Rick Warren, The purpose driven church

That’s all well and good, churches need to change to communicate God’s message to an ever increasingly diverse congregation. Ten years ago I was on a field trip in Killarney National Park with a group of adults ranging in age from 21 to 60. All participants shared  spliffs bar two, I was shocked at such widespread recreational soft drug use across social class and ages in rural Kerry. Times are changing, what is the norm is changing, it is changing now faster than ever before. Yesterday I watched a toddler in a stroller watching “Peppa Pig” on DVD whilst I was in the queue in the Credit Union. He was completely oblivious to his surroundings and totally focused on the cartoon, no eye contact with the other children, no looking around at the environment, focused only on his entertainment. How is that young child going to hear about God?

5 Jesus sent his twelve harvest hands out with this charge: “Don’t begin by travelling to some far-off place to convert unbelievers. And don’t try to be dramatic by tackling some public enemy. Go to the lost, confused people right here in the neighbourhood. Tell them that the kingdom is here.

 Matthew 10 (The Message)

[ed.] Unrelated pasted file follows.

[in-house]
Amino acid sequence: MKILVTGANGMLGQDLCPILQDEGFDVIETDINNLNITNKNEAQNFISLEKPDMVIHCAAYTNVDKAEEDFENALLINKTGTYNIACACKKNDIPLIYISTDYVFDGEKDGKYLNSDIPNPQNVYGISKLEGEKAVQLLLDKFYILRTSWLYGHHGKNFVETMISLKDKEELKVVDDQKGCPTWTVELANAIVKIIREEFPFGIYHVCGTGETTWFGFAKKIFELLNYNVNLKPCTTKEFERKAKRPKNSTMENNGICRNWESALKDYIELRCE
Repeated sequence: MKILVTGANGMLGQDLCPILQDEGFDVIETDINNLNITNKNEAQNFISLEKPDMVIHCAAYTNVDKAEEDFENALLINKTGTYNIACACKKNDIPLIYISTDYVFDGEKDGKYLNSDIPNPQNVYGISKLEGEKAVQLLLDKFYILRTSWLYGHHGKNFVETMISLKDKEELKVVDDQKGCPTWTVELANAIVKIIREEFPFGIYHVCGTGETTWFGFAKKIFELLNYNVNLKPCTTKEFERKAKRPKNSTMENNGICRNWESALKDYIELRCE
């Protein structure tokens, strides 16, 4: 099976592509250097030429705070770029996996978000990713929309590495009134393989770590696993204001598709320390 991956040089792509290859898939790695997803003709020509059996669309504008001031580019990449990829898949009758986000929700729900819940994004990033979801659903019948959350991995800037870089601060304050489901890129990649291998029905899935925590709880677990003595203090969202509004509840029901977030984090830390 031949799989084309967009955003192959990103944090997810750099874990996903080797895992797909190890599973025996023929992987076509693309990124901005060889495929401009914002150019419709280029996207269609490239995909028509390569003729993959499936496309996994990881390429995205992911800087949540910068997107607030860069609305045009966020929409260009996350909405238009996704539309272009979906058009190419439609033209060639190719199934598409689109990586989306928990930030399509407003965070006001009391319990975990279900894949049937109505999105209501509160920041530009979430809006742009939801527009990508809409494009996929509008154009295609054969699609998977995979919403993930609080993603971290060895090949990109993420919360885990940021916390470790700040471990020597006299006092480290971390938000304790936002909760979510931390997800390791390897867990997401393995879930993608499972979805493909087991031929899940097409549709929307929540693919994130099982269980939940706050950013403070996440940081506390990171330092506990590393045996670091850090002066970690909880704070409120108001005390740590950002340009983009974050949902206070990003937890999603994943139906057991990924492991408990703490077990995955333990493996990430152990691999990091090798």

How do we as individuals have to change in order to let God’s message be heard? Where do we need to go? A number of years ago I lived in a north-side corporation estate in a city in Ireland, it was the greyest place I have ever lived. The grass seemed to be grey, the sky, grey and most painfully the people were grey, the children were grey. Hope did not live on this estate, gangs ruled, drugs ruled, drink ruled. There was a different set of morals and societal rules, children were raised by children, the law of the street ruled. It was very hard to maintain colour in the stark light of such bleakness, the children I knew then are all on drugs, the girls on their second or third babies, one or two have jobs but their parents still don’t. Men in their 30’s believing they would never work again, haven’t, the Celtic Tiger made a U-turn on entering this estate. It is still grey, the people are still grey, the grandchildren and great grandchildren – grey, grey, grey. How can we hope to bring the light of Christ into such greyness? What new tools do we need to equip ourselves with to be able to engage with these people? How do we share the good news of our Lord in the face of such bleakness? One person at a time, a friend asked me this week to pray for them, that they were in need and needed to know someone was praying for them, this person does not have a personal relationship with God, yet but has seen the changes God has made in me and I pray will make the same changes in him. As people, individuals, we need to keep moving, growing and avoid the arrogance of stagnation, of staying still so that we can always be shining lights for Christ burning bright in the greyness.